Saturday, October 1, 2016

Norv Turner

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Minnesota Vikings

The Minnesota Fightin’ Vikings are tied for the best record in the NFL. A spot many fans, analysts, and probably players (if they were being honest) did not expect the Purple to be in given all of the early season drama. It has opened a door for many-a-fan to have hope that this year could be the year, especially with that Zimmer Hellfire Defense playing like an all-time great unit. We took some time today to mull over aloud few over/under propositions about our young Skol Squad.

2016 Over/Under Talking Points Include:
• 4.5 Defensive Touchdowns
• 1200 Rushing Yards by Vikings Runnings Backs
• 22.5 Touchdown Passes from Sam Bradford
• 100 Fantasy Points for Kyle Rudolph
• 10.5 Starts for TJ Clemmings at Left Tackle
• 44.5 Sacks for Vikings Quarterbacks
• 100.5 Snaps for Willie Beavers
• 72.5 Sacks for the Defense
• 20.5 Sacks for Everson Griffen
• 49.5 INTs for the Vikings Defense
• 20.5 Receptions for Laquon Treadwell
• 0.5 Coach of the Year Awards for Mike Zimmer

All that and other “Take the Overs on All of Em” chatter on this edition of the Purple FTW! Podcast!

An Andy Carlson Joint

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Minnesota Vikings Sam Bradford

sThe Minnesota Fightin’ Vikings opened the gates to historic US Bank Stadium Sunday night in rousing fashion defeating the Green Bay Packers 17-14. The Purple were led by a strong effort by the Zimmer Hellfire Defense, an other-worldly performance by Stefon Diggs, and a completely surprising/electric outing from newly acquired quarterback Sam Bradford. We recap the game that was and even do it without “sampling” other teams’ & sports’ traditions.

Today’s Border Battle Talkers Include:
• Sam Bradford Played Better Than Anyone Could Have Expected
• The Defense Owned Aaron Rodgers
• Stefon Diggs is Already Antonio Brown
• Why Adrian Peterson’s Injury Could Be a Positive
• The Ballad of Trae Waynes
• The Good and Bad Coaching Calls
• Matt Kalil is Back to Being Bad Kalil
• The Offensive Line Needs to be Fixed
• Loose Thoughts

All that and other “Shaun Hill Who?” chatter on this edition of the Purple FTW! Podcast!

An Andy Carlson Joint

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Five(ish) thoughts on Sunday night's win over the Packers

Bradford is the best passer
Image courtesy of Vikings.com

1. Sam Bradford is a better passer than Teddy Bridgewater.

I KNOW. I know it reads like a reactionary take, and there’s more to playing quarterback than prowess as a pure passer. I’m not trying to pick on a player who is unavailable due to injury, nor am I trying to throw out a splashy take based on one game. But I really don’t think this take is even hot; it was obvious in Bradford’s first start with the Vikings, he is a superior passer to Bridgewater at this point in their respective careers. This was an idea many astute observers floated before Bradford first took the field for Minnesota, and it was supported Sunday night. Sam Bradford is a natural passer—his arm strength is upper-echelon and his throws against Green Bay were extremely accurate. He had two beautifully placed touchdown passes, and he was decisive and poised against nearly constant pressure. And he’s been with the team for two weeks. You can see how he could be a good fit for a Norv Turner, vertical passing offense, and understand why Spielman targeted him via trade. That first round pick seems fully justified today.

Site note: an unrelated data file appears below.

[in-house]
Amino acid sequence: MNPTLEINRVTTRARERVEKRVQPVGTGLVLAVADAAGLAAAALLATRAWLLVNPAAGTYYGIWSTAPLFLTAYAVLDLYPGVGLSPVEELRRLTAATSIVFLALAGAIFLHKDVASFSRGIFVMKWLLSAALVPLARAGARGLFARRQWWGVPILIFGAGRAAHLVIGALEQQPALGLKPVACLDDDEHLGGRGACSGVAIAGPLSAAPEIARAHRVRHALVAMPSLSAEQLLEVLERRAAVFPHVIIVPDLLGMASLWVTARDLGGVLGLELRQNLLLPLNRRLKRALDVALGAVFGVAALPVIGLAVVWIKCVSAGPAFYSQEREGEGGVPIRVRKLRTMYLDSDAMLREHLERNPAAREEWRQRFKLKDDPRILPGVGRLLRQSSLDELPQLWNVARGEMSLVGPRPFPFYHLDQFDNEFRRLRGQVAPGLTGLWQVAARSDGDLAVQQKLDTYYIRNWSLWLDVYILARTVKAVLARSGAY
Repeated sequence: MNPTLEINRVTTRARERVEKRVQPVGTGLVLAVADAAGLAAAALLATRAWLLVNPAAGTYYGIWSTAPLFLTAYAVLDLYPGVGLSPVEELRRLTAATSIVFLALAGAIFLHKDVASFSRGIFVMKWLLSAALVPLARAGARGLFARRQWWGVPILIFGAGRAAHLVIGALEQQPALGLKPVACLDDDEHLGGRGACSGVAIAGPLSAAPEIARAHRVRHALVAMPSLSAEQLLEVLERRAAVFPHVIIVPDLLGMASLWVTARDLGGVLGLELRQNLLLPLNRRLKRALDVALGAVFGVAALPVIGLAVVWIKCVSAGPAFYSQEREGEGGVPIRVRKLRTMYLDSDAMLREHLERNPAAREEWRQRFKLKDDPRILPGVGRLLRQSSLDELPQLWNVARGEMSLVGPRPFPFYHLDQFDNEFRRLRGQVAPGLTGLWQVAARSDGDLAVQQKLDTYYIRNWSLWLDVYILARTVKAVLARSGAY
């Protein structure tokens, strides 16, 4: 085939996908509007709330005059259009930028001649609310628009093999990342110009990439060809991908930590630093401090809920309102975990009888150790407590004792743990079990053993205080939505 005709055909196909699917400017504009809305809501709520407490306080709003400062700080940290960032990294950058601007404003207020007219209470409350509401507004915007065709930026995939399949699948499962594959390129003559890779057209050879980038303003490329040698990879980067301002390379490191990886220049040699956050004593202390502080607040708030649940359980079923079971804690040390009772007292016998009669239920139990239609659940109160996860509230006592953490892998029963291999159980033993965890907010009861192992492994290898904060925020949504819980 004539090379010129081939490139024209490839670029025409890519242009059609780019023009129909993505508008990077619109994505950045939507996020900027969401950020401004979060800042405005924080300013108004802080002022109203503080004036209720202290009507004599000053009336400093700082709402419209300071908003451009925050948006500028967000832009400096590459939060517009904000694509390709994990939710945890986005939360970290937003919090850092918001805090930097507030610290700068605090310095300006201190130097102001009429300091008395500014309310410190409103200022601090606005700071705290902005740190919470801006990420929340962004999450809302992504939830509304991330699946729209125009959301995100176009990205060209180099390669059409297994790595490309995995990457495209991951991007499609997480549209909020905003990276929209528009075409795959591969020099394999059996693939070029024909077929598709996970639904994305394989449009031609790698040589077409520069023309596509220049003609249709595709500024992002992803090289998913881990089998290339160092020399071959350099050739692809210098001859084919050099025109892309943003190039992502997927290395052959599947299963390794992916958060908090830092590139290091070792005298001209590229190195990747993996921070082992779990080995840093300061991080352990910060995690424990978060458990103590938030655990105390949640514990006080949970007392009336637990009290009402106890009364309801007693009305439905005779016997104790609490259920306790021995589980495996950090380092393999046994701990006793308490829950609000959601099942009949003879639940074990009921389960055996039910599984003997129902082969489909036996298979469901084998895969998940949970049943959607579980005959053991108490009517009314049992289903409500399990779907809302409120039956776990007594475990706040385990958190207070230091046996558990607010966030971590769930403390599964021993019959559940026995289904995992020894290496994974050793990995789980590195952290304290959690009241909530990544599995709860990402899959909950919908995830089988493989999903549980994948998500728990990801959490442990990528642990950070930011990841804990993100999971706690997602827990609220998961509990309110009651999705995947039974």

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Image courtesy of Vikings.com

As the Minnesota Vikings prepare to play the Green Bay Packers in U.S. Bank Stadium this Sunday night, the team has yet to announce to the public who will be starting under center for the Vikings’ second game of the 2016 regular season.

Minnesota has two choices for Sunday — Shaun Hill or Sam Bradford. The choice seems obvious to some that the Vikings should go with the recently acquired Bradford.

But would that really be the best choice?

Each player has both positive and negative reasons to support the argument for why he should or should not start. But if Minnesota’s defense played like they did against the Tennessee Titans last week, it really will not matter who the team’s starting quarterback is.

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Image courtesy of Vikings.com

1. Halftime Adjustments

The difference in the game was halftime adjustments. After a wholly deflating first two quarters in which we saw Blair Walsh miss two field goals left, Shaun Hill overthrow an open Stefon Diggs in the end zone, and the Vikings’ vaunted defensive front get neutralized and misdirected by a nifty Titans offensive gameplan, things looked…bleak. Tennessee went into the half with a 10-0 lead, and it was difficult to imagine how Minnesota would muster enough offense to even close that small margin. It felt a lot like the debacle in San Francisco to open last season. My one source of optimism was that the Vikings’ staff has done quite well with halftime adjustments under Mike Zimmer, and perhaps they could find a way to turn things around.

They did, in a big way, and the team looked completely different in the second half en route to a 25-16 win. I firmly believe what separates an average coach from a good one is the ability to successfully adjust within games, and it’s good to see that continue under the Zimmer regime.

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